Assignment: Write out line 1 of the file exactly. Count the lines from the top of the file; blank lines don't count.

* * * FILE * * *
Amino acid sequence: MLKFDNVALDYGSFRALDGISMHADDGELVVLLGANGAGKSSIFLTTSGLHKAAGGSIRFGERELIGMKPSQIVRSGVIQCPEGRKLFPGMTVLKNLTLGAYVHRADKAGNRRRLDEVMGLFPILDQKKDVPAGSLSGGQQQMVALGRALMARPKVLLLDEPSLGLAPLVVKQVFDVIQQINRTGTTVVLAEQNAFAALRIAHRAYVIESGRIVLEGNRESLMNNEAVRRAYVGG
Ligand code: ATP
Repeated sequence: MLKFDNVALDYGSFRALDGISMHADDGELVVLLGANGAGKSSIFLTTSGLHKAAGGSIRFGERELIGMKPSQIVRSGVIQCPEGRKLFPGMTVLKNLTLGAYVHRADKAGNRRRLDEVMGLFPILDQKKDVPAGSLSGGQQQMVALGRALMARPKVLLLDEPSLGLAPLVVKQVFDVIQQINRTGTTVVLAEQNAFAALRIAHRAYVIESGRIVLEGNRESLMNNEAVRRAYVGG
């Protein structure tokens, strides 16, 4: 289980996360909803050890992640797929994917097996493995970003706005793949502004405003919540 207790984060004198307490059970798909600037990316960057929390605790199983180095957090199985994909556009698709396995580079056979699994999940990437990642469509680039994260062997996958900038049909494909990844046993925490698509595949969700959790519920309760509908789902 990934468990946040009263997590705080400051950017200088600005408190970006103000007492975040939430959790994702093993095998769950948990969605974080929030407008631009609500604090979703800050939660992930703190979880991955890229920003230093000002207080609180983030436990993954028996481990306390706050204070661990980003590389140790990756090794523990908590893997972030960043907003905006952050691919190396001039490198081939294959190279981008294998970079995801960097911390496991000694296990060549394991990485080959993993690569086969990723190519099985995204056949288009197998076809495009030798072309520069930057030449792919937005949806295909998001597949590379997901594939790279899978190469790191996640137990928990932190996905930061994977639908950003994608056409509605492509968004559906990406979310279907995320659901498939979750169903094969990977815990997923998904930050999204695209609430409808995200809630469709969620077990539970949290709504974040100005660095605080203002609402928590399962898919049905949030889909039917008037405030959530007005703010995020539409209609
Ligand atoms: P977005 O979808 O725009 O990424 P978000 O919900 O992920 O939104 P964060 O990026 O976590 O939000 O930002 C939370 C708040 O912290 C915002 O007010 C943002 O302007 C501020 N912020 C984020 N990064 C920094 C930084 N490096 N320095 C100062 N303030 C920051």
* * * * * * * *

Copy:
Amino acid sequence: MLKFDNVALDYGSFRALDGISMHADDGELVVLLGANGAGKSSIFLTTSGLHKAAGGSIRFGERELIGMKPSQIVRSGVIQCPEGRKLFPGMTVLKNLTLGAYVHRADKAGNRRRLDEVMGLFPILDQKKDVPAGSLSGGQQQMVALGRALMARPKVLLLDEPSLGLAPLVVKQVFDVIQQINRTGTTVVLAEQNAFAALRIAHRAYVIESGRIVLEGNRESLMNNEAVRRAYVGG